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Title: Adaptivity, mesh generation and user interface design applied to the finite element simulation of casting processes
Author: Cross, J. T.
Awarding Body: University College of Swansea
Current Institution: Swansea University
Date of Award: 1995
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Adaptivity is a process by which a numerical solution is improved by changing the discretisation according to some criterion based on the value of the field variable. The criterion is frequently an estimate of the error, and the improvement is frequently done by regenerating the mesh. In this work 2D error estimation and mesh regeneration schemes are described for both heat transfer and fluid flow analyses, covering both steady-state and time dependent problems. In addition, several schemes based on criteria other than error estimation are presented. Casting is an application area which has most of the features that make adaptivity worthwhile, complex geometries, time dependency, moving fronts and high gradients. Examples exhibiting these features are given, showing that solutions can be obtained at moderate computational cost and, importantly, without user interference. The generation of meshes for an adaptive casting analysis required flexibility, robustness speed and an ability to work automatically. An implementation of the advancing front 2D mesh generation method, implemented in C, is described that achieves these objectives. Some methods for improving robustness and mesh quality are outlined, as well as a description of the main data structure used to facilitate fast searching. Several examples show the ability of the generator to cope with complex geometries of the type found in casting problems. Although adaptivity can allow the major part of the solution process to be carried out automatically, an experienced operator is still required to define the analysis domain, set boundary and initial conditions, set analysis parameters and examine the results. In an effort to make casting analysis available to those with foundry, as opposed to numerical, experience, a graphical user interface has been designed and implemented. This has been done with the benefit of a considerable amount of foundry feedback, as well as recourse to the literature of human-computer interaction. The interface is currently being used successfully in a number of UK foundries.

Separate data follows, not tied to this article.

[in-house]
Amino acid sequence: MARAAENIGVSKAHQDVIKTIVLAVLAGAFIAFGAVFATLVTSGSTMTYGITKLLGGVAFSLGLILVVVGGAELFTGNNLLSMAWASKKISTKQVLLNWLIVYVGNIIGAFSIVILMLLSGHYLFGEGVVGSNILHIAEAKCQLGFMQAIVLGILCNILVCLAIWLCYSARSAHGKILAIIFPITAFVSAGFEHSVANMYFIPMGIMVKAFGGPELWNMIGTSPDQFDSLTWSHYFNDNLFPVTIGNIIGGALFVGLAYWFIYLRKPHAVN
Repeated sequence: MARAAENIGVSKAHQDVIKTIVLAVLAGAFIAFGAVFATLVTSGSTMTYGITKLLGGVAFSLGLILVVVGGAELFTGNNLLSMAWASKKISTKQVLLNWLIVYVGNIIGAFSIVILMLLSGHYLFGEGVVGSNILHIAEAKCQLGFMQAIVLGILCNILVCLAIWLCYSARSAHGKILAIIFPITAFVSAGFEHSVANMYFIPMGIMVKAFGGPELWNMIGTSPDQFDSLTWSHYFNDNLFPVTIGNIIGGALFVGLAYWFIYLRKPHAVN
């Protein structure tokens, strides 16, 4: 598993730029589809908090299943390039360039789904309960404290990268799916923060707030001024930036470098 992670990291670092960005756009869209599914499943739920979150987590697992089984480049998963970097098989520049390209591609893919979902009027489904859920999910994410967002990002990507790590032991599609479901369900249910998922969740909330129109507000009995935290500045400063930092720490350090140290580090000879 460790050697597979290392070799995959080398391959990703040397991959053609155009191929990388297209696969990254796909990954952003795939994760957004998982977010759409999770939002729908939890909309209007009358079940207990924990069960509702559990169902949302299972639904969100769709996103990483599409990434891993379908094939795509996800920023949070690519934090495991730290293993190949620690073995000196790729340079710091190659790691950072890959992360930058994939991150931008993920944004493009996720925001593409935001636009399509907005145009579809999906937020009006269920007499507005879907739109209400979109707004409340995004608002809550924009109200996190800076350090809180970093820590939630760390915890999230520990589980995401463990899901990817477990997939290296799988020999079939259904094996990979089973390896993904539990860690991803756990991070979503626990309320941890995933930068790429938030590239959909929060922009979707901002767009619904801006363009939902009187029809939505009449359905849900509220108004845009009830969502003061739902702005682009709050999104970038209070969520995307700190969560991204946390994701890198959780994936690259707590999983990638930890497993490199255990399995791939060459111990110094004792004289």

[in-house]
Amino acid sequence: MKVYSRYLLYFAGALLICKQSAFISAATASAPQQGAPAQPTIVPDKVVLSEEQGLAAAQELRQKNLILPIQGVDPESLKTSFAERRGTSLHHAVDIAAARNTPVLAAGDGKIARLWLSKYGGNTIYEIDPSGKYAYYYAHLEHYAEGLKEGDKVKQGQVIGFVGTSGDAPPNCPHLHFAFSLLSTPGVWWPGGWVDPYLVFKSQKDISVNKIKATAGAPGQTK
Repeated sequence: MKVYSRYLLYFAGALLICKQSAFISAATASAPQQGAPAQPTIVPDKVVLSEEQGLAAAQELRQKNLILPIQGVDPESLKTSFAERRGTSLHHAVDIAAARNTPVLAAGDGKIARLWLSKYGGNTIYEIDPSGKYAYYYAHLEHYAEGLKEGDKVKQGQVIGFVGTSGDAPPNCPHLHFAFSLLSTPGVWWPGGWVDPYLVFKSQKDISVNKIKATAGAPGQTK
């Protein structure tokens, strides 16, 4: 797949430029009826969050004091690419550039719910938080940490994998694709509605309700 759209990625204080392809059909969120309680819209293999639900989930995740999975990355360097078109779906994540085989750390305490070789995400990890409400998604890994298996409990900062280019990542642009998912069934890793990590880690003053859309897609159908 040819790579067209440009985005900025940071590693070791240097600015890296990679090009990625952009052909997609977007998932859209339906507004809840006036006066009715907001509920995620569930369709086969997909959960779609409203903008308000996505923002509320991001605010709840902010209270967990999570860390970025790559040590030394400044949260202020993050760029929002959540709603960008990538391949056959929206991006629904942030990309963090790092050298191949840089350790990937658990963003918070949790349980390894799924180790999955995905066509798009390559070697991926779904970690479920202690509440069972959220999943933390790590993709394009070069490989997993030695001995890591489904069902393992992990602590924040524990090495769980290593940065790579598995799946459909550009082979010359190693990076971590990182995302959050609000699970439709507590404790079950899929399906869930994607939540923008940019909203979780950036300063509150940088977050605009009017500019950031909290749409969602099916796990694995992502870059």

Supervisor: Not available Sponsor: Not available
Qualification Name: Thesis (Ph.D.) Qualification Level: Doctoral
EThOS ID:  DOI: Not available